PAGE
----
Lorem \citep{".}

\bibliographystyle{plainnat}
\bibliography{\jobname}
\end{document}

works, but

\documentclass[ngerman]{article}
\usepackage[T1]{fontenc}
\usepackage{babel}

\usepackage{natbib}

\begin{filecontents}{\jobname.bib}
@book{"',
  author    = {Anne Elk},
  title     = {A Theory on Brontosauruses},
  year      = {1972},
  publisher = {Monthy \& Co.},
  location  = {London},
}
\end{filecontents}


\begin{document}
Lorem \citep{"'}

\bibliographystyle{plainnat}
\bibliography{\jobname}
\end{document}

doesn't.

A popular character in labels is :, which does not work with babel-french if you don't listen to the warning produced by natbib

\documentclass[french]{article}
\usepackage[T1]{fontenc}
\usepackage{babel}

\usepackage{natbib}

\begin{filecontents}{\jobname.bib}
@book{elk:bronto,
  author    = {Anne Elk},
  title     = {A Theory on Brontosauruses},
  year      = {1972},
  publisher = {Monthy \& Co.},
  location  = {London},
}
\end{filecontents}

\begin{document}
Lorem \citep{elk:bronto}

\bibliographystyle{plainnat}
\bibliography{\jobname}
\end{document}

: works if you load natbib before babel as recommended by the warning.

LaTeX offers you a great many ways to shoot yourself in the foot. For example in the following MWE k is no longer allowed in entry keys

\documentclass[british]{article}
\usepackage[T1]{fontenc}
\usepackage{babel}

\begin{filecontents}{\jobname.bib}
@book{elk,
  author    = {Anne Elk},
  title     = {A Theory on Brontosauruses},
  year      = {1972},
  publisher = {Monthy \& Co.},
  location  = {London},
}
\end{filecontents}

\begin{document}
{\catcode`k=\active
\def k{\_}
Lorem \cite{elk}}

\bibliographystyle{plain}
\bibliography{\jobname}
\end{document}

Other tools

As mentioned in the beginning there are several tools out there that operate on .bib files and depending on the library or method they use to parse .bib entries they might come with their own restrictions.


OK, tell me which characters are safe already

Even though there are contrived examples to the contrary, if you want a list of safe characters, I'd definitely include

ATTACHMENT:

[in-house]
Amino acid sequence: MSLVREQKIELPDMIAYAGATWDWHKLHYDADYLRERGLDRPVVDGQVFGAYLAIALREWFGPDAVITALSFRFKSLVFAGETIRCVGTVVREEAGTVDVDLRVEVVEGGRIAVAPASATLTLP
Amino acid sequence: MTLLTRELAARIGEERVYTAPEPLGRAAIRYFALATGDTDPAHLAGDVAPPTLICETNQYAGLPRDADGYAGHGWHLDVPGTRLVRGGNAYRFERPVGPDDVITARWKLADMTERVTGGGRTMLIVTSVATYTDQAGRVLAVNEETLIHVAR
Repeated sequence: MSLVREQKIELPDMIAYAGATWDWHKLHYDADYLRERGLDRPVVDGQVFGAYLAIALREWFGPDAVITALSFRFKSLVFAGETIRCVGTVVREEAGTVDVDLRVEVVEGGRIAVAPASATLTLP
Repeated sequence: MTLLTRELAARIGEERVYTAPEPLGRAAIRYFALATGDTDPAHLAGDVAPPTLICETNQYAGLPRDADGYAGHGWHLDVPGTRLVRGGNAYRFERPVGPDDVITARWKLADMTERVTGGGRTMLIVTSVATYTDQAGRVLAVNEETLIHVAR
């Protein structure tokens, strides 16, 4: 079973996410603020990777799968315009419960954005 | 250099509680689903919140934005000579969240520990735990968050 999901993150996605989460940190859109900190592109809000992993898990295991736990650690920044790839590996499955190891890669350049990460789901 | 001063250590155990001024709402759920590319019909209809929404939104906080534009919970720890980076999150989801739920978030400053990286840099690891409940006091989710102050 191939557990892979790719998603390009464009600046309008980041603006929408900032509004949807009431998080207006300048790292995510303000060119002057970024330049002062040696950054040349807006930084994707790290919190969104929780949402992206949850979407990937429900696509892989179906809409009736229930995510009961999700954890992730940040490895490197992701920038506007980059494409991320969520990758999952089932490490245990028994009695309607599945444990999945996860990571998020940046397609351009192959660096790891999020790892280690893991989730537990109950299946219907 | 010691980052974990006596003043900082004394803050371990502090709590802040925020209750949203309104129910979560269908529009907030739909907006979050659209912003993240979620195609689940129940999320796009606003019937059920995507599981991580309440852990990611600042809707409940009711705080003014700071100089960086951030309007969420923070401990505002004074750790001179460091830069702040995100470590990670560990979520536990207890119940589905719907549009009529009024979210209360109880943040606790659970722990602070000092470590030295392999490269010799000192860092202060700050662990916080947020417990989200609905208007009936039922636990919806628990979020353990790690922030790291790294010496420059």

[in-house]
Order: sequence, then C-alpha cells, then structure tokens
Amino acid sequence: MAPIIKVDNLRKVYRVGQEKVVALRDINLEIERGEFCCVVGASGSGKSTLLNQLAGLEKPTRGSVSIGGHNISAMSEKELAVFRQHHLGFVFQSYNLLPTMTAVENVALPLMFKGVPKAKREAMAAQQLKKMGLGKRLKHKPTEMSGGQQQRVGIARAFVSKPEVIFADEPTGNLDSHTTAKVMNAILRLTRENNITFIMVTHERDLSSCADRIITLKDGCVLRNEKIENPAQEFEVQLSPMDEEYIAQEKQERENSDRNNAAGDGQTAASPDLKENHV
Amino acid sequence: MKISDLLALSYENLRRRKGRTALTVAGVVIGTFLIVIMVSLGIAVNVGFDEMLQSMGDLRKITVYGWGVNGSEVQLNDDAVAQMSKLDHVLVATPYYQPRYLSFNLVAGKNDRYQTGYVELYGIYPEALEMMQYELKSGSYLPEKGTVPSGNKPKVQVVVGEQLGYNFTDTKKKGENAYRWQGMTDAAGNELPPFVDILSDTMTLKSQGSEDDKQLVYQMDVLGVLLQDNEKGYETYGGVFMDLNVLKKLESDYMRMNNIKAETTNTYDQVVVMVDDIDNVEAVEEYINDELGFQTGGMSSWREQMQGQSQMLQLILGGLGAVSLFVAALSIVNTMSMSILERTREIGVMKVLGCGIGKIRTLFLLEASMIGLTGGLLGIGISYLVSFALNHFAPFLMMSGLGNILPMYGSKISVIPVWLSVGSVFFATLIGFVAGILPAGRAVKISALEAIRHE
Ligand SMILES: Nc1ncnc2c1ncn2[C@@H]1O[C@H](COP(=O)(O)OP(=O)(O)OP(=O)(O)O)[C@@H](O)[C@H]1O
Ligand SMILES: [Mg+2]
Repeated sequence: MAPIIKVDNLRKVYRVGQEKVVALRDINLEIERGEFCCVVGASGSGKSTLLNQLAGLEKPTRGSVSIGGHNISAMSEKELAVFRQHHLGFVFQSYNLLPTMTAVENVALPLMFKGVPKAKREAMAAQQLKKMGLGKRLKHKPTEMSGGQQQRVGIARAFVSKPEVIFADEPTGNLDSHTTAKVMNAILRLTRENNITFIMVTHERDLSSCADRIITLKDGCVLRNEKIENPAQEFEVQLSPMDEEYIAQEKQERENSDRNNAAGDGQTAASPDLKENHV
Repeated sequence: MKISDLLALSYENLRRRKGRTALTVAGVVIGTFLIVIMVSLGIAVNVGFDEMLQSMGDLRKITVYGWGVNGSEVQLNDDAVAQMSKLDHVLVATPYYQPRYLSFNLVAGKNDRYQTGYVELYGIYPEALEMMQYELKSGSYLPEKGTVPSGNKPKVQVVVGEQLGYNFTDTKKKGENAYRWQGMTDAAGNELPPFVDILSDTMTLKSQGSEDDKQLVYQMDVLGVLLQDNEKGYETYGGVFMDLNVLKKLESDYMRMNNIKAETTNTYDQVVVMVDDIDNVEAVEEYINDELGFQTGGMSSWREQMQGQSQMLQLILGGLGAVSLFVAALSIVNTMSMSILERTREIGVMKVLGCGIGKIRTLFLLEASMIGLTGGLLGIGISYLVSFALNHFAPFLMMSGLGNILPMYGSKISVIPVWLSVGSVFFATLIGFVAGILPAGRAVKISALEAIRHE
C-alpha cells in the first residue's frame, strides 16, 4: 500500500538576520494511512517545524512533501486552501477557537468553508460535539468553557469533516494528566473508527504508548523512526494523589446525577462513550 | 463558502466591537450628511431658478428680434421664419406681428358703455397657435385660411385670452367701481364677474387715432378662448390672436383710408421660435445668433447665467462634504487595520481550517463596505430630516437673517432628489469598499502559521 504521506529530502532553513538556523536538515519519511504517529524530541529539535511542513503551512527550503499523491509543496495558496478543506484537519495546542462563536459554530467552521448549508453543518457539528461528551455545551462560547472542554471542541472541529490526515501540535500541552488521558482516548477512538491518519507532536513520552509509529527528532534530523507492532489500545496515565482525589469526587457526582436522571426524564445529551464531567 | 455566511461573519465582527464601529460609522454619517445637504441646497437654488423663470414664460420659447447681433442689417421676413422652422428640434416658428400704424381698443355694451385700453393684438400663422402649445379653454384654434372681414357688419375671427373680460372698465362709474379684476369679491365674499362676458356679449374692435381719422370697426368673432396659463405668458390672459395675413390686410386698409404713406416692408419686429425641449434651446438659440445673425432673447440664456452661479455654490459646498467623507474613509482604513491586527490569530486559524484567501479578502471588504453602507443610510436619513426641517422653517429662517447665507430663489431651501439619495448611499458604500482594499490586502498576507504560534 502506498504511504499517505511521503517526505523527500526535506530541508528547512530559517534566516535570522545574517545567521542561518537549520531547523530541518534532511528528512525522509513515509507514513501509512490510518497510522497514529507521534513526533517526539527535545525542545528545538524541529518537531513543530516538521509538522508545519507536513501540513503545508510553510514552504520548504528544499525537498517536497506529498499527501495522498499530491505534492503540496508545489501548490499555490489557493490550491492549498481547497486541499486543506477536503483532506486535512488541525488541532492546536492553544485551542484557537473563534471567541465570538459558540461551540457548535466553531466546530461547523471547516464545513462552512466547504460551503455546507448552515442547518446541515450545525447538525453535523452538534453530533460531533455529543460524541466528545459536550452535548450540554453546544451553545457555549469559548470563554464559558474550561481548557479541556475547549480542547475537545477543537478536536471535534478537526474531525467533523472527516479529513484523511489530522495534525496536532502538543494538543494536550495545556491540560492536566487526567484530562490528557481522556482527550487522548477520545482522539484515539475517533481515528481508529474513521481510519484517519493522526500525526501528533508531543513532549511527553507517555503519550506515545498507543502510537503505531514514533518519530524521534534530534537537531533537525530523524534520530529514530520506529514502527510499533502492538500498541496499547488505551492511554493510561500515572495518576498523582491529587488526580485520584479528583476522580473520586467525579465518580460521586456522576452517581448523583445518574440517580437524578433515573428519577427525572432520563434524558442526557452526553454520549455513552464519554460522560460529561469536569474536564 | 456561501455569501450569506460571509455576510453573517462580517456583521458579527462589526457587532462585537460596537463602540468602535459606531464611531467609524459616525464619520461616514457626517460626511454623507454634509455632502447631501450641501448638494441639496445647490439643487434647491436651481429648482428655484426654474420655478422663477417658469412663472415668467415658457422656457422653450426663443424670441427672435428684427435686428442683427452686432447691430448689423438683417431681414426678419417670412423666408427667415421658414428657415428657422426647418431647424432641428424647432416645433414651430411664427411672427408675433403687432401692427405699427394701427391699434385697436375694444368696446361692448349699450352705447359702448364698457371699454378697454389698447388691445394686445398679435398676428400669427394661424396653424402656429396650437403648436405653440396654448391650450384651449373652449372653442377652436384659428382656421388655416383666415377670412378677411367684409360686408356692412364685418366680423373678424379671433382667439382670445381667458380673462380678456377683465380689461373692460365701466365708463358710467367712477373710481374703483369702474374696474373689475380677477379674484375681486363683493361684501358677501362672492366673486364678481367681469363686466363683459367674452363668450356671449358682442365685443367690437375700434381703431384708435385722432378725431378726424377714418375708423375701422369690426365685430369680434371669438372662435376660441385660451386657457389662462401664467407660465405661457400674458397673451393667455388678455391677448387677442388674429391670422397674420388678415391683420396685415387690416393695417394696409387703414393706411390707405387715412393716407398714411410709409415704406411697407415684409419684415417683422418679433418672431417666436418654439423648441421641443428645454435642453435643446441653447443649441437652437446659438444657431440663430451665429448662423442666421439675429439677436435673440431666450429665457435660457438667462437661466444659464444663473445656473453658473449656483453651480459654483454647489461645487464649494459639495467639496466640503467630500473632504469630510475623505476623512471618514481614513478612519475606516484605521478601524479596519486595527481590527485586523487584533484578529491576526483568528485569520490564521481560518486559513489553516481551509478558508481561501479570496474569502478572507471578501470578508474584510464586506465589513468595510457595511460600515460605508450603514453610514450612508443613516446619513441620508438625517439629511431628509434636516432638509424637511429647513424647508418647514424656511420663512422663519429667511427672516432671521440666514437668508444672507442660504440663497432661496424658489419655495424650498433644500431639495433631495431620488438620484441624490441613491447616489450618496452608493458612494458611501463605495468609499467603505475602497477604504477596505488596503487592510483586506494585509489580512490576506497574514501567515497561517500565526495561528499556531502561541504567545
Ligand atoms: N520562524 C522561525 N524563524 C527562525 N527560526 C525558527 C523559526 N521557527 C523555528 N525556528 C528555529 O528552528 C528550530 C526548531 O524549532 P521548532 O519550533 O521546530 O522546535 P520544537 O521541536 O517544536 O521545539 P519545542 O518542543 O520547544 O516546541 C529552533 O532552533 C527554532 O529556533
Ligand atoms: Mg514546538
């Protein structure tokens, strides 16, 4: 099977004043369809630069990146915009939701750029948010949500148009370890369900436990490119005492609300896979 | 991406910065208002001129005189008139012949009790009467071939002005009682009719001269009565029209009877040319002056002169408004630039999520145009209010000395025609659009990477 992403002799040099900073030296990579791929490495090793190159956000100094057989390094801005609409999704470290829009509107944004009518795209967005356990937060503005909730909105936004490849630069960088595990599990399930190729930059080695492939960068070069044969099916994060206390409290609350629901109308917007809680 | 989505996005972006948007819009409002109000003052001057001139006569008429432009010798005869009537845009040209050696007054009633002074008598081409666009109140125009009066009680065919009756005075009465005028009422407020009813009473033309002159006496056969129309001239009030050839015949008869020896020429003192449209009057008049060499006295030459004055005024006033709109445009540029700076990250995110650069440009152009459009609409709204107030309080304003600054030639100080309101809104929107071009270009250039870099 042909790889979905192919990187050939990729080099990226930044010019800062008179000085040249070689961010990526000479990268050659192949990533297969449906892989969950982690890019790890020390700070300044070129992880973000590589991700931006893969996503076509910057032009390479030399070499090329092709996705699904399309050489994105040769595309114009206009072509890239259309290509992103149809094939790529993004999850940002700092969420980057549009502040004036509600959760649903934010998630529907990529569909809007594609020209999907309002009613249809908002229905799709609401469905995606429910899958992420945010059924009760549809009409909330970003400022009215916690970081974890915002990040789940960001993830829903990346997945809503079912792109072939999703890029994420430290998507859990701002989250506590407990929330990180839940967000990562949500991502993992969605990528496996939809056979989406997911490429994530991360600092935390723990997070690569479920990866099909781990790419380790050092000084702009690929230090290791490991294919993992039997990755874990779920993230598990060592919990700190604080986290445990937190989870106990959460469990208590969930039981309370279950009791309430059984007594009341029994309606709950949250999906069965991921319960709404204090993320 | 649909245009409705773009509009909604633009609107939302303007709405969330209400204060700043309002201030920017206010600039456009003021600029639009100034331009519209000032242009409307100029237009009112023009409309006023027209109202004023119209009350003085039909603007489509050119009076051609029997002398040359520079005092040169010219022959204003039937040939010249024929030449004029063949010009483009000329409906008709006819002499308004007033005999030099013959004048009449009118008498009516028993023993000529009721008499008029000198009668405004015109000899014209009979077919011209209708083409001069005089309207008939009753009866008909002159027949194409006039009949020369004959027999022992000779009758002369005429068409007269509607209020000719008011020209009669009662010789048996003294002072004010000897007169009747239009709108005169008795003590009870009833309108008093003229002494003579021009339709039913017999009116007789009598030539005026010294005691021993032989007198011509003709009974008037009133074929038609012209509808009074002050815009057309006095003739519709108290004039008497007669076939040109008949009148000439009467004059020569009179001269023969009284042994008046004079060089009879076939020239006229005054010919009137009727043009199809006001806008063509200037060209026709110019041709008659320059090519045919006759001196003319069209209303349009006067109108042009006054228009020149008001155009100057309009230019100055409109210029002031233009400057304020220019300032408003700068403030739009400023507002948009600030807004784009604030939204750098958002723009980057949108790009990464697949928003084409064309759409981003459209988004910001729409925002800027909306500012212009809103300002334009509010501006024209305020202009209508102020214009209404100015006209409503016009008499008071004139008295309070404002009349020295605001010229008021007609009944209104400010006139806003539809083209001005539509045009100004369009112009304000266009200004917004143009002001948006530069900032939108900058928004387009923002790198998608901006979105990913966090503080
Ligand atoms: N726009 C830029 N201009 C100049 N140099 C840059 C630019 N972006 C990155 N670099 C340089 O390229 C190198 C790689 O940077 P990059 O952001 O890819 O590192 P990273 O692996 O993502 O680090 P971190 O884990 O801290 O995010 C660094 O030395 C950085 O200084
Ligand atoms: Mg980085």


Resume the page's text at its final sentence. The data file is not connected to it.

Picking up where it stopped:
A-Za-z0-9

because LaTeX would become almost unusable in case those characters were made active.

I prefer to use only lowercase characters, because I don't trust case sensitivity, but that is just me being weird. I believe a-z0-9 already get you very far, though I think that at least one additional character for visual separation might be useful.

But then it already becomes tricky. . seems pretty safe, since I don't think it is usually made active. Many other punctuation commands could end up active and could break.

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  • +1: Impressive answer. Commented Feb 5, 2021 at 7:43
  • 1
    Just to put it out there, it's not just you being weird, I have fourteen pages of sources in my thesis and all the keys in the .bib are lower case alphabetic characters only. To me, "key" is synonymous with "kiss" (keep it simple, stupid). :p (oh, and love your example reference *clears throat :p).
    – Plergux
    Commented Feb 5, 2021 at 7:56
  • I'm not sure about " in keys for BibTeX, besides space, brace and comma. Just nitpicking. Did you mean } instead of {? Because you later say that { is accepted.
    – egreg
    Commented Feb 5, 2021 at 10:21
  • @egreg Yes, I meant } is not allowed. { is fine for BibTeX. Fixed. Thanks for catching that typo. I was also sceptical about ", but BibTeX accepts them (see also the ". example).
    – moewe
    Commented Feb 5, 2021 at 12:27